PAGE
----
- Ruffed grouse are about 43 centimetres (17 inches) long on average.
- The name "ruffed" grouse refers to the ruff of black feathers on each side of the bird's neck.
- Ruffed grouse are found in all life zones except the treeless alpine.
- Habitat includes Alberta's mixed-wood and deciduous forests.
- On the prairie, they can be found in farm woodlots and treed prairie coulees.
- Seeds, leaves, fruits and berries are principal foods in spring and summer.
- Poplar and willow buds make up the bulk of their diet in winter.
- In the spring the male attracts hens by strutting along his "drumming log" with ruffs extended, wings trailing, and tail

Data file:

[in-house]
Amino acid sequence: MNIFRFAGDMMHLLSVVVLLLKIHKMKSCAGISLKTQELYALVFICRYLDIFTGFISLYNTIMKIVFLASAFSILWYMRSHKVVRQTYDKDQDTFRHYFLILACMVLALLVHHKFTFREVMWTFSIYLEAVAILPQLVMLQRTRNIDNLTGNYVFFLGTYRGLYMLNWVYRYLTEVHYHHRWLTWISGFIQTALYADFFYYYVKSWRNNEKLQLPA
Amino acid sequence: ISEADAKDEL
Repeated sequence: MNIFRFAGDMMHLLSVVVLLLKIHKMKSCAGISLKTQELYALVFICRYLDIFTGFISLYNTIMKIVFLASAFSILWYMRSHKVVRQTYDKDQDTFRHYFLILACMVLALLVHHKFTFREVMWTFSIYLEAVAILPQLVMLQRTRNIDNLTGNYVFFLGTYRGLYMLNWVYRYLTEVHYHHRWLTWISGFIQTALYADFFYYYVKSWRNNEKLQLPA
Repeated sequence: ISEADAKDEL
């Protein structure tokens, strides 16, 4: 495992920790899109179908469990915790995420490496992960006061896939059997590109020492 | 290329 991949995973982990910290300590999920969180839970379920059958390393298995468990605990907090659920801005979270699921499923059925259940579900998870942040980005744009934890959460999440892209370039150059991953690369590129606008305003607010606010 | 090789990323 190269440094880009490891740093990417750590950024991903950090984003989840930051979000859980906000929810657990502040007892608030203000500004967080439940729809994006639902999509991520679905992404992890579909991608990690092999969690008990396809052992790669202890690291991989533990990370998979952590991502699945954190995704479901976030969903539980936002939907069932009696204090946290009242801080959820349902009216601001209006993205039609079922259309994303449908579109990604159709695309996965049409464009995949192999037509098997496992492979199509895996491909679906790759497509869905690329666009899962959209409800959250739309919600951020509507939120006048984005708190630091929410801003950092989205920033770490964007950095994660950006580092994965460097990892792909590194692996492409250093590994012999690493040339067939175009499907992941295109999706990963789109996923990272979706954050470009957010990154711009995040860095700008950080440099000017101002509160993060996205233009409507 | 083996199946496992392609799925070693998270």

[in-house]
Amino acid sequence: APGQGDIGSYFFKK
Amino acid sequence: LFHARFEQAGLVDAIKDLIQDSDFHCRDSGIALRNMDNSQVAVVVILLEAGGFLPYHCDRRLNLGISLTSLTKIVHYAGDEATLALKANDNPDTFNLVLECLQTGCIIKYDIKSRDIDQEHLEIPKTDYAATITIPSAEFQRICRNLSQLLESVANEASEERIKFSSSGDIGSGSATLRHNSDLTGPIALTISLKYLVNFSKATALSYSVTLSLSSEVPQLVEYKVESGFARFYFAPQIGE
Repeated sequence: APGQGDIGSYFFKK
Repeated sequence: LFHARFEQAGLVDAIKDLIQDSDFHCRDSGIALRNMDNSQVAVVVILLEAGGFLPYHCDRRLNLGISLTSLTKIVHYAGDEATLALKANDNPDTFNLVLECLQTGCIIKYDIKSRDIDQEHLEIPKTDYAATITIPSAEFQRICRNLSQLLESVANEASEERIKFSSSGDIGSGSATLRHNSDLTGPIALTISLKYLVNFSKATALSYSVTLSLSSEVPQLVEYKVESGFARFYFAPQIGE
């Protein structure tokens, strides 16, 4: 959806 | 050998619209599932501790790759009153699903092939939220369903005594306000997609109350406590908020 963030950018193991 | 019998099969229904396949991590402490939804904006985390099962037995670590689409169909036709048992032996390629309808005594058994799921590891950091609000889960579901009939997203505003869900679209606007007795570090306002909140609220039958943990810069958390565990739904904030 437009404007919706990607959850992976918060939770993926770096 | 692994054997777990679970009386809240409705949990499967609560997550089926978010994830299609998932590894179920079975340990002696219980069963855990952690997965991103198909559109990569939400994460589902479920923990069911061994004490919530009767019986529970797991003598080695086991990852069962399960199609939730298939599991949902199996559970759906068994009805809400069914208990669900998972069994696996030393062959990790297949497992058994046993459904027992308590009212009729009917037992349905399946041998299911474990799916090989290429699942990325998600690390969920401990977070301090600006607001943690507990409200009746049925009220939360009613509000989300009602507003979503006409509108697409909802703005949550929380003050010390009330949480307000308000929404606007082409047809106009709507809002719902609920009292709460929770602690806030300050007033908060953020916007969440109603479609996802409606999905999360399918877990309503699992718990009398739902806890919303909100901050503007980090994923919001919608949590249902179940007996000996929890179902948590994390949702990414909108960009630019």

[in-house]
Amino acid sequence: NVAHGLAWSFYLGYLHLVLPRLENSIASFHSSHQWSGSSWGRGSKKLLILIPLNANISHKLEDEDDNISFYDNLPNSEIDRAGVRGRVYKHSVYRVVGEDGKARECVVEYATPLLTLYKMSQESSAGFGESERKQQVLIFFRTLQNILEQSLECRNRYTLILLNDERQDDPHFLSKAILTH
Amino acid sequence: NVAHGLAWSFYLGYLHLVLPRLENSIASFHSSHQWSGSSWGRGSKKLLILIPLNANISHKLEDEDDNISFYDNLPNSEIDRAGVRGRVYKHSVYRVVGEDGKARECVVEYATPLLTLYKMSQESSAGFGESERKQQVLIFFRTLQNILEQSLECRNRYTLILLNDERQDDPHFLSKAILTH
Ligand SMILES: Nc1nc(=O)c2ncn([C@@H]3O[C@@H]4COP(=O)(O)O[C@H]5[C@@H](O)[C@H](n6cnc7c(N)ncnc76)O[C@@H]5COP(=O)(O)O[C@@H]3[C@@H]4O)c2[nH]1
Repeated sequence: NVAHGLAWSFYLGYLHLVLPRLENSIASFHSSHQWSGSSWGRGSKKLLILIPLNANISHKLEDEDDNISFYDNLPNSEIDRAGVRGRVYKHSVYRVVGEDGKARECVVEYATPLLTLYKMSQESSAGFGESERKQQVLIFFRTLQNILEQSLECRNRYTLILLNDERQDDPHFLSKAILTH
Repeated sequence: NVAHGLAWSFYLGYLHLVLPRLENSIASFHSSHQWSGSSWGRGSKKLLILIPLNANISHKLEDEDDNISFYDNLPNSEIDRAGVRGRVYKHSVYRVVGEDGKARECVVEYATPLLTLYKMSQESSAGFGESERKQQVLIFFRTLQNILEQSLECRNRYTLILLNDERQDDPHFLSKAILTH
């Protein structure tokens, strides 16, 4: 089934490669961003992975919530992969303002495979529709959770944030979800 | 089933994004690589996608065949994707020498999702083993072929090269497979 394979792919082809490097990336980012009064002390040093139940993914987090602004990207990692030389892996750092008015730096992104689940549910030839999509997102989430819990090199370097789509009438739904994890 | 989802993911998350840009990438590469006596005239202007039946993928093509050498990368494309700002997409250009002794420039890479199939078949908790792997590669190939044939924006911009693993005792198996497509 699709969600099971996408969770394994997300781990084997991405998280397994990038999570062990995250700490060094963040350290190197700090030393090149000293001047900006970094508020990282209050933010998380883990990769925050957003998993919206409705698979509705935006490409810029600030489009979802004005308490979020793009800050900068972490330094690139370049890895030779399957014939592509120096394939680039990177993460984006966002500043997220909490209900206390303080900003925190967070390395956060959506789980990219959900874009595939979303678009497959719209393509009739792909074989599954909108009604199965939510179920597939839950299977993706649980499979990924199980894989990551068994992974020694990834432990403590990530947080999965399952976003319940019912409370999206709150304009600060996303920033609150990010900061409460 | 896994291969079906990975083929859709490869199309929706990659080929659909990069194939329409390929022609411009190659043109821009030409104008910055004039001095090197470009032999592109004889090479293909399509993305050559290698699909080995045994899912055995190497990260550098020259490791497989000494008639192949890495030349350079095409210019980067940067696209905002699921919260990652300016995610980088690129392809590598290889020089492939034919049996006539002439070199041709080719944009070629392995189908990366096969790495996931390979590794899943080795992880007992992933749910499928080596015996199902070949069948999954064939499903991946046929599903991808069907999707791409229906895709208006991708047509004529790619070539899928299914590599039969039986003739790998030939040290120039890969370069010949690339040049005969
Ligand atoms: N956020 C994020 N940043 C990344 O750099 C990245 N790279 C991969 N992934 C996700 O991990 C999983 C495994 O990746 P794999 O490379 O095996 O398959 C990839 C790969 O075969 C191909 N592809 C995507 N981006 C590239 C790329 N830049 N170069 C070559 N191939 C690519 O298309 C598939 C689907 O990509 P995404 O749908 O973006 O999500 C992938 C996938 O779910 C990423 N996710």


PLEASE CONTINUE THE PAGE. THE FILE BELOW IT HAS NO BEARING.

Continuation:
fanned. Occasionally he beats the air with his wings, making the low drumming that is a familiar sound in Alberta.
- After mating, the hen usually chooses a nest site under or near a fallen log. She lays from 8 to 14 buff, unspotted eggs.
- Bushy sites are chosen as brood-rearing areas, and families may be found together until fall.
- Family groups disperse before winter because the ruffed grouse is basically a solitary bird. However, in late winter afternoons
and early mornings, two to eight birds may be found together roosting in trees and feeding on buds.
Ruffed grouse are classified as Secure in the General Status of Alberta Wild Species report. See:
Specific season information is provided in the current Alberta Guide to Hunting Regulations. To view the guide
online or to order a printed copy, visit the My Wild Alberta website at:
Posted: Apr 7, 2009